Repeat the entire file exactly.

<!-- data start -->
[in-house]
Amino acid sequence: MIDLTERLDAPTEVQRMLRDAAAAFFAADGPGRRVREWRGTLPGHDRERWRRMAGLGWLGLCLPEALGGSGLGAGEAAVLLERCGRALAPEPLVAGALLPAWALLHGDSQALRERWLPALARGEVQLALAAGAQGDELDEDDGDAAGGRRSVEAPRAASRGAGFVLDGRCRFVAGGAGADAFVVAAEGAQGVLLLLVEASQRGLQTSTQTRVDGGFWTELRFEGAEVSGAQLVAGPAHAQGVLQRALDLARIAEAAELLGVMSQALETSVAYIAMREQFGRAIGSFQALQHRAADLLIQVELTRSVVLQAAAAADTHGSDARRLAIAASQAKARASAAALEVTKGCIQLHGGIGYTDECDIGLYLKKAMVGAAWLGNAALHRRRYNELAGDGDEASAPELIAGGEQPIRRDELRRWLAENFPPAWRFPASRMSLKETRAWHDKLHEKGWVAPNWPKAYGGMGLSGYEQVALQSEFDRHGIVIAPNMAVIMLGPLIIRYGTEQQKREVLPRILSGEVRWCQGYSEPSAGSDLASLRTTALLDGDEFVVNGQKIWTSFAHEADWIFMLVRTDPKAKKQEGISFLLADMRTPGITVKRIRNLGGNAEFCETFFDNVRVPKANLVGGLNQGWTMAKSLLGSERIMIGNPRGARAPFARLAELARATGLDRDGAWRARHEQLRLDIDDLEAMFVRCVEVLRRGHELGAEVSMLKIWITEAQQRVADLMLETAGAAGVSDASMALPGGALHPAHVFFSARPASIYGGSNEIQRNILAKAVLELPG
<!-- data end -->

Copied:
[in-house]
Amino acid sequence: MIDLTERLDAPTEVQRMLRDAAAAFFAADGPGRRVREWRGTLPGHDRERWRRMAGLGWLGLCLPEALGGSGLGAGEAAVLLERCGRALAPEPLVAGALLPAWALLHGDSQALRERWLPALARGEVQLALAAGAQGDELDEDDGDAAGGRRSVEAPRAASRGAGFVLDGRCRFVAGGAGADAFVVAAEGAQGVLLLLVEASQRGLQTSTQTRVDGGFWTELRFEGAEVSGAQLVAGPAHAQGVLQRALDLARIAEAAELLGVMSQALETSVAYIAMREQFGRAIGSFQALQHRAADLLIQVELTRSVVLQAAAAADTHGSDARRLAIAASQAKARASAAALEVTKGCIQLHGGIGYTDECDIGLYLKKAMVGAAWLGNAALHRRRYNELAGDGDEASAPELIAGGEQPIRRDELRRWLAENFPPAWRFPASRMSLKETRAWHDKLHEKGWVAPNWPKAYGGMGLSGYEQVALQSEFDRHGIVIAPNMAVIMLGPLIIRYGTEQQKREVLPRILSGEVRWCQGYSEPSAGSDLASLRTTALLDGDEFVVNGQKIWTSFAHEADWIFMLVRTDPKAKKQEGISFLLADMRTPGITVKRIRNLGGNAEFCETFFDNVRVPKANLVGGLNQGWTMAKSLLGSERIMIGNPRGARAPFARLAELARATGLDRDGAWRARHEQLRLDIDDLEAMFVRCVEVLRRGHELGAEVSMLKIWITEAQQRVADLMLETAGAAGVSDASMALPGGALHPAHVFFSARPASIYGGSNEIQRNILAKAVLELPG